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Advancements in hydraulic fracturing -- or "fracking" -– have fueled an explosion in domestic oil and gas development in recent years. Fracking is a technique in which large volumes of water, sand (or similar material), and chemicals are pumped into the ground at extremely high pressure to break up rocks containing oil and gas to release the resource.

It is essential that the public, and health and safety professionals, have full access to information on the constituents of hydraulic fracturing fluids and waste, and the details of how and where fracturing was performed. Often fracking takes place in close proximity to homes, schools, and workplaces. Yet, without requirements for disclosure, members of the communities in which it occurs have no right to information about the procedures or chemicals involved.

Health and Environmental Impacts of Fracking Chemicals

Many of the substances used in the fracking process are toxic. Some, like formaldehyde, are known carcinogens. There are significant risks associated with the release of dangerous substances used in fracking. Blow-outs have occurred during fracking operations and spills of fracking fluids and other chemicals have polluted streams and lakes. Fracking is a suspected cause of groundwater contamination.

Documented reports link fracking contamination with medically-confirmed health impacts in animals, including diseases, deaths, and second-generation birth defects. And contaminants from fracking have been found at levels that pose a threat to human health. After the fracking process is complete, a portion of the fluids that were pumped into the ground flow back to the surface. This wastewater is called "flowback" and, in addition to fracking chemicals, this flowback can also contain toxic substances that are naturally-occurring underground, including arsenic, barium, lead, mercury, and radioactive elements like radium.

The Importance of Comprehensive Hydraulic Fracturing Disclosure

Disclosure of the chemicals used in fracking, the waste generated and its management, and the details of how and where fracturing was completed, is essential for the following reasons:

fracking waste
  • Adequate pre-fracking disclosure allows owners and users of nearby water sources to conduct baseline testing to establish the quality of their water prior to hydraulic fracturing, including the presence or absence of identified chemical constituents of frack fluids.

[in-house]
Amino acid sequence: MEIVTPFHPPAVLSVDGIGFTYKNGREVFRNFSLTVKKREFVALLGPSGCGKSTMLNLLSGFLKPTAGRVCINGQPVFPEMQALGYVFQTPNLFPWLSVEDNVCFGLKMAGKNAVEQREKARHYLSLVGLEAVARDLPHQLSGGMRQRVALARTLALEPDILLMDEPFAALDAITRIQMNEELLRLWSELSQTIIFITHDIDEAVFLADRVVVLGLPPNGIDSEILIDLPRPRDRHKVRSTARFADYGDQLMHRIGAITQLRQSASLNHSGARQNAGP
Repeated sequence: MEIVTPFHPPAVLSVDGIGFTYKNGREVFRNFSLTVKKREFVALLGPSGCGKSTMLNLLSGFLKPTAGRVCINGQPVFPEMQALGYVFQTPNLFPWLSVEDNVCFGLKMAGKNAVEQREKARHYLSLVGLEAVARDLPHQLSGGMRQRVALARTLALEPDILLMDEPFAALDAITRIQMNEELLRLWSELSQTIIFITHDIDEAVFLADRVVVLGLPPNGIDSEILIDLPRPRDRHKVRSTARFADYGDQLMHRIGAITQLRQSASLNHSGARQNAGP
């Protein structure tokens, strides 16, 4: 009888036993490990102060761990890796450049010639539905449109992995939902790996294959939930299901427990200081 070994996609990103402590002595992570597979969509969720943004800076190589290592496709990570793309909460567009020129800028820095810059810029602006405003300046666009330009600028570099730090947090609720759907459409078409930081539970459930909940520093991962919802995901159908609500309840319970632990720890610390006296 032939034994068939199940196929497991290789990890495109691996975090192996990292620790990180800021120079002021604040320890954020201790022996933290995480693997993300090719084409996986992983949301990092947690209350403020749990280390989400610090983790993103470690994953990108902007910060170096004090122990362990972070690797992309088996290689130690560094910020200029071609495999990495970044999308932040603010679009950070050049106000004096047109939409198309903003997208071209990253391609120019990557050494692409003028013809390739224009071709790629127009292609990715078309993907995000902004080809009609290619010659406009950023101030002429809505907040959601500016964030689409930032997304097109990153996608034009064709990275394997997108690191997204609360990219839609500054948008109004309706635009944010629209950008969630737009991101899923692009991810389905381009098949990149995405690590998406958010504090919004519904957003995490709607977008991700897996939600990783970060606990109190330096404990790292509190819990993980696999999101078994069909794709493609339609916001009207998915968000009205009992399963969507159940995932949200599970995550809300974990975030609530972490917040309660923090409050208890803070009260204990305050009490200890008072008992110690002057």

• Chemical disclosure is crucial to aid in determining the source of any subsequent groundwater contamination.
  • First responders need the information to appropriately respond to accidents and emergencies.
  • Medical professionals require full access to information on what their patients may have been exposed to and in what concentrations for diagnosis and treatment.
  • Chemical disclosure allows the public to fully assess the risks that chemical use, transport, and storage pose to their communities.
  • Disclosure of water use provides the public information about the impacts of fracking on state supplies of fresh water.
  • Disclosure of information regarding waste creation and disposition provides an accounting of the waste created, its contents, and the societal costs of its disposal.
  • A robust public disclosure regime is essential for scientific research that will provide a better understanding of the cumulative environmental and health effects of fracking and serve as a basis for well-informed policies to protect the public.
  • A disclosure regime highlights responsible corporate actors while calling attention to practices that jeopardize the environment and public health.

Disclosure does not, by itself, make fracking safer. An adequate regulatory regime must also include, among other things, standards requiring best practices in well siting and construction, spill and leak reduction and containment, pollution capture, waste disposal, and the minimization of impacts from wellpads, roads, and pipelines. However, a comprehensive disclosure rule is one important component of a full suite of fracking safeguards and is essential to investigate contamination that occurs when proper safeguards are not in place or accidents occur.

Additionally, hydraulic fracturing is only one step in the oil and gas exploration and development process. Each phase of oil and gas development poses risks to the environment and public health. Among these are air, water, and soil pollution, and the use of dangerous chemicals during other phases of development. The public should be provided with accurate information on all hazards posed by the oil and gas industry. Disclosure rules should provide the public with information concerning the hydraulic fracturing process, and also on practices and materials employed throughout the lifecycle of an oil and gas well.

Despite Claims that State Rules Have Done the Job, Work Remains to be Done

This analysis provides a comprehensive comparison of existing state disclosure requirements. It finds more than half of the states with hydraulic fracturing activity currently have no disclosure requirements at all. Of the existing state rules, none provide comprehensive disclosure. Enforcement of state rules is also found to be uneven.


>> Read the Issue Brief

last revised 7/25/2012

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